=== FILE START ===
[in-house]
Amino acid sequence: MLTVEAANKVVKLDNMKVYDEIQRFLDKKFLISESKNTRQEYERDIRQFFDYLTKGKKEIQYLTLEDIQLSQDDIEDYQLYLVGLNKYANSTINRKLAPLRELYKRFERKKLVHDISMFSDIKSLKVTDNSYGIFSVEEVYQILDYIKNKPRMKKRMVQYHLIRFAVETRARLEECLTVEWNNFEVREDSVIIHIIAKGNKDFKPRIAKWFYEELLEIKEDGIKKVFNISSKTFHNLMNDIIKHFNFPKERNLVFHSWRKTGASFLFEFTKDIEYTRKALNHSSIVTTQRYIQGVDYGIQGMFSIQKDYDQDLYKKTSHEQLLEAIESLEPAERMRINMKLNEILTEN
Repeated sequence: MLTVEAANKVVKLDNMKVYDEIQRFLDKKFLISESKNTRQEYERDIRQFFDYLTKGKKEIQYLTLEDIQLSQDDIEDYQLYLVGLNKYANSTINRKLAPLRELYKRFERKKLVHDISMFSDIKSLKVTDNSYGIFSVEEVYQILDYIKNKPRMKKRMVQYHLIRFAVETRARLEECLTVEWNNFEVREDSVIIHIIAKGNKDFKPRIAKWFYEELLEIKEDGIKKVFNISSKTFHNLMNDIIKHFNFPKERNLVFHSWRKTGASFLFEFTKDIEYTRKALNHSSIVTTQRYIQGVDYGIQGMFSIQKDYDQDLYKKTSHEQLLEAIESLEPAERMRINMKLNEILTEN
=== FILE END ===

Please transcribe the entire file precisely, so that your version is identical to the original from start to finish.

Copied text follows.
[in-house]
Amino acid sequence: MLTVEAANKVVKLDNMKVYDEIQRFLDKKFLISESKNTRQEYERDIRQFFDYLTKGKKEIQYLTLEDIQLSQDDIEDYQLYLVGLNKYANSTINRKLAPLRELYKRFERKKLVHDISMFSDIKSLKVTDNSYGIFSVEEVYQILDYIKNKPRMKKRMVQYHLIRFAVETRARLEECLTVEWNNFEVREDSVIIHIIAKGNKDFKPRIAKWFYEELLEIKEDGIKKVFNISSKTFHNLMNDIIKHFNFPKERNLVFHSWRKTGASFLFEFTKDIEYTRKALNHSSIVTTQRYIQGVDYGIQGMFSIQKDYDQDLYKKTSHEQLLEAIESLEPAERMRINMKLNEILTEN
Repeated sequence: MLTVEAANKVVKLDNMKVYDEIQRFLDKKFLISESKNTRQEYERDIRQFFDYLTKGKKEIQYLTLEDIQLSQDDIEDYQLYLVGLNKYANSTINRKLAPLRELYKRFERKKLVHDISMFSDIKSLKVTDNSYGIFSVEEVYQILDYIKNKPRMKKRMVQYHLIRFAVETRARLEECLTVEWNNFEVREDSVIIHIIAKGNKDFKPRIAKWFYEELLEIKEDGIKKVFNISSKTFHNLMNDIIKHFNFPKERNLVFHSWRKTGASFLFEFTKDIEYTRKALNHSSIVTTQRYIQGVDYGIQGMFSIQKDYDQDLYKKTSHEQLLEAIESLEPAERMRINMKLNEILTEN